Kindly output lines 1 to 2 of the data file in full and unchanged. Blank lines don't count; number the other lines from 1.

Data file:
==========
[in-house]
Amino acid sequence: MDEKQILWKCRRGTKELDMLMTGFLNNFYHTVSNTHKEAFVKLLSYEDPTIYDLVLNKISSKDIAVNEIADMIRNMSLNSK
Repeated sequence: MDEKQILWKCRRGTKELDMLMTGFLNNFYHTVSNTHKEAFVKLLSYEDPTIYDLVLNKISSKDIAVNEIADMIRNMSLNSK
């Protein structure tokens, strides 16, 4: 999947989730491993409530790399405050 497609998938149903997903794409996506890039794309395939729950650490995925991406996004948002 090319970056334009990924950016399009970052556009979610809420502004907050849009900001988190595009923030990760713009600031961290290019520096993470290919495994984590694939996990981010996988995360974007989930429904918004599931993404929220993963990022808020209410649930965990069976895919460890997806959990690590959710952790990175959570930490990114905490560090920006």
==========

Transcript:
[in-house]
Amino acid sequence: MDEKQILWKCRRGTKELDMLMTGFLNNFYHTVSNTHKEAFVKLLSYEDPTIYDLVLNKISSKDIAVNEIADMIRNMSLNSK